Tobbe: With all the answers on the table
today, could you have done more to keep the band together in the mid '80s
and done more to try to keep Eddy in the band back then?
Ragne: I don't think you can do that, because
if you should play by heart it must come from the heart and if you don't
feel that from within yourself, then it's just the way it is. And I
have the uttermost respect for that.
Tobbe: Maybe I see it more from the marketing
side, while you see it from an artistic aspect.
Ragne: I see. Like "If you get an additional
100,000, you can play with us for one more year.", but that's not
gonna happen, you know. It doesn't work that way. Not for me anyway.
(Styrbjörn:) It's about inspiration,
you know, and inspiration is rather sensitive and if someone doesn't
really feel at home in the band, but wants to do something else and
is discontented, then it's hard to make something and be creative. You
make stuff and then you make a song that you personally feel is good,
only to find out you've made it to no avail and stuff, you know. (Ragne:)
And that's what's good with Niclas. I have a funny
story. (Styrbjörn:) I have a story
(Ragne:) We were looking for a new member and
then we bumped into a guy, Styrbjörn knew him from before if I
recall correctly, Niclas Sunnerberg, and the funny thing was: when he
auditioned, it felt really good and we started talking and he said "One
of my favorite songs is Run With the Devil. I heard that one in 19
What year, did he say? 1992? (Styrbjörn:)
No, it was 1998, I think. The HammerFall cover. [HammerFall's version
of this Heavy Load song was recorded in 1999, released in 2000 and was
engineered, co-produced and mixed by the Wahlquist brothers themselves.]
So he said "I heard the HammerFall version and then I listened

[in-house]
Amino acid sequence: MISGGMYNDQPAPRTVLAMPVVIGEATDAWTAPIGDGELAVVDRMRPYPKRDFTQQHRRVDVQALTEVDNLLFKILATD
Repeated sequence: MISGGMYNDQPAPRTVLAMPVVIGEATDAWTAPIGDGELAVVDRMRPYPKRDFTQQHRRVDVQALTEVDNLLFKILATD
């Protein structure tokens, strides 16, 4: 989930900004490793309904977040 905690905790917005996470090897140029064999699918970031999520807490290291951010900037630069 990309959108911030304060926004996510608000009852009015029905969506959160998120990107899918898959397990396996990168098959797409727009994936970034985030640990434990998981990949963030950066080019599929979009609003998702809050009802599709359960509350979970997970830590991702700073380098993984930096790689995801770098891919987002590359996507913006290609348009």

to the original. So fucking awesome! I've been to Sweden Rock many times,
but this year I wasn't going, and then I heard you guys were coming,
so I purchased a ticket immediately.]. At that point he hadn't joined
the band yet, you know. So it's great to have someone in the band that
really wants to be there. He's not playing with us just to be on stage
and maybe climb a few steps in his career, but he's doing it because
he's having such a good time.
And that's inspiring to me too obviously. He's
doing it because he wants to do it by heart. It's exactly the way it's
supposed to be and it's making me have a really good time as well. And
when he auditioned we were gonna play 3 songs and one of them was Stronger
Than Evil and "Okay. I know this one. I have played a cover version
of it before.". You know, he had played our songs and that felt
Tobbe: And Styrbjörn's story.
Ragne: I was at a rock club at Mariatorget [Maria
square in Stockholm] and the DJ recognized me and started playing some
Heavy Load songs and then 3 guys approached me and "Hi. We're a
band called Steelwing and it's really great to meet you.". So when
our songs were on they told me "We're a band that usually plays
some Heavy Load covers, you know." and I was like "That's
great. How old are you guys?" and "I'm 27 years old. I'm 27.
I'm 27 as well." and I said "The song we're listening to right
now, I recorded it 3 years before you were born.". That's quite
bizarre, you know. It's incomprehensible. It is completely incomprehensible.